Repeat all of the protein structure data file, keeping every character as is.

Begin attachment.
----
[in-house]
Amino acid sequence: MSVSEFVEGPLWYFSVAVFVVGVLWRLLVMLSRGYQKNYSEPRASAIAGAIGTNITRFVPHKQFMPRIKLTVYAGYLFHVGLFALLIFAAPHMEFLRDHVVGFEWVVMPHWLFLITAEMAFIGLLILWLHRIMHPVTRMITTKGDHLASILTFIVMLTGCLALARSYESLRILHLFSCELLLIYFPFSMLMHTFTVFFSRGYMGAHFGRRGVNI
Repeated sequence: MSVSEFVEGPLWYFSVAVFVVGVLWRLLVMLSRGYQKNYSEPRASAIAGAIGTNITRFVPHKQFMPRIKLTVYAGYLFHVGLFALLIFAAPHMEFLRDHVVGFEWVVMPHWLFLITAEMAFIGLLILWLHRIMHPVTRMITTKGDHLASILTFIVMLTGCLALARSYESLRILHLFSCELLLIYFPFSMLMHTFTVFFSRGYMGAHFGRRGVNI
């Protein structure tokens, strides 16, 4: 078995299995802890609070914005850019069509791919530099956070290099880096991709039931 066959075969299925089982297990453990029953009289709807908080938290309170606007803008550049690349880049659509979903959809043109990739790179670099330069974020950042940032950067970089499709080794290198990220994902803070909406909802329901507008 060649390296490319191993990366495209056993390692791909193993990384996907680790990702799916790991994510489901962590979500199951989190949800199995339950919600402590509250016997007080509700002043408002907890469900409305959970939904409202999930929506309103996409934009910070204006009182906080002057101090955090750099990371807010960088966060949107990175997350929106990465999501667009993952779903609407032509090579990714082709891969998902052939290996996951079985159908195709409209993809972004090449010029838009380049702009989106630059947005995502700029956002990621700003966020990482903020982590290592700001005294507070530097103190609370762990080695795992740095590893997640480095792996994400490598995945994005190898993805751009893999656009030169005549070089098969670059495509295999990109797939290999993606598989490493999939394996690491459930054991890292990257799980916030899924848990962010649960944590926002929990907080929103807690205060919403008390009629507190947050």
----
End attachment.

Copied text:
[in-house]
Amino acid sequence: MSVSEFVEGPLWYFSVAVFVVGVLWRLLVMLSRGYQKNYSEPRASAIAGAIGTNITRFVPHKQFMPRIKLTVYAGYLFHVGLFALLIFAAPHMEFLRDHVVGFEWVVMPHWLFLITAEMAFIGLLILWLHRIMHPVTRMITTKGDHLASILTFIVMLTGCLALARSYESLRILHLFSCELLLIYFPFSMLMHTFTVFFSRGYMGAHFGRRGVNI
Repeated sequence: MSVSEFVEGPLWYFSVAVFVVGVLWRLLVMLSRGYQKNYSEPRASAIAGAIGTNITRFVPHKQFMPRIKLTVYAGYLFHVGLFALLIFAAPHMEFLRDHVVGFEWVVMPHWLFLITAEMAFIGLLILWLHRIMHPVTRMITTKGDHLASILTFIVMLTGCLALARSYESLRILHLFSCELLLIYFPFSMLMHTFTVFFSRGYMGAHFGRRGVNI
């Protein structure tokens, strides 16, 4: 078995299995802890609070914005850019069509791919530099956070290099880096991709039931 066959075969299925089982297990453990029953009289709807908080938290309170606007803008550049690349880049659509979903959809043109990739790179670099330069974020950042940032950067970089499709080794290198990220994902803070909406909802329901507008 060649390296490319191993990366495209056993390692791909193993990384996907680790990702799916790991994510489901962590979500199951989190949800199995339950919600402590509250016997007080509700002043408002907890469900409305959970939904409202999930929506309103996409934009910070204006009182906080002057101090955090750099990371807010960088966060949107990175997350929106990465999501667009993952779903609407032509090579990714082709891969998902052939290996996951079985159908195709409209993809972004090449010029838009380049702009989106630059947005995502700029956002990621700003966020990482903020982590290592700001005294507070530097103190609370762990080695795992740095590893997640480095792996994400490598995945994005190898993805751009893999656009030169005549070089098969670059495509295999990109797939290999993606598989490493999939394996690491459930054991890292990257799980916030899924848990962010649960944590926002929990907080929103807690205060919403008390009629507190947050």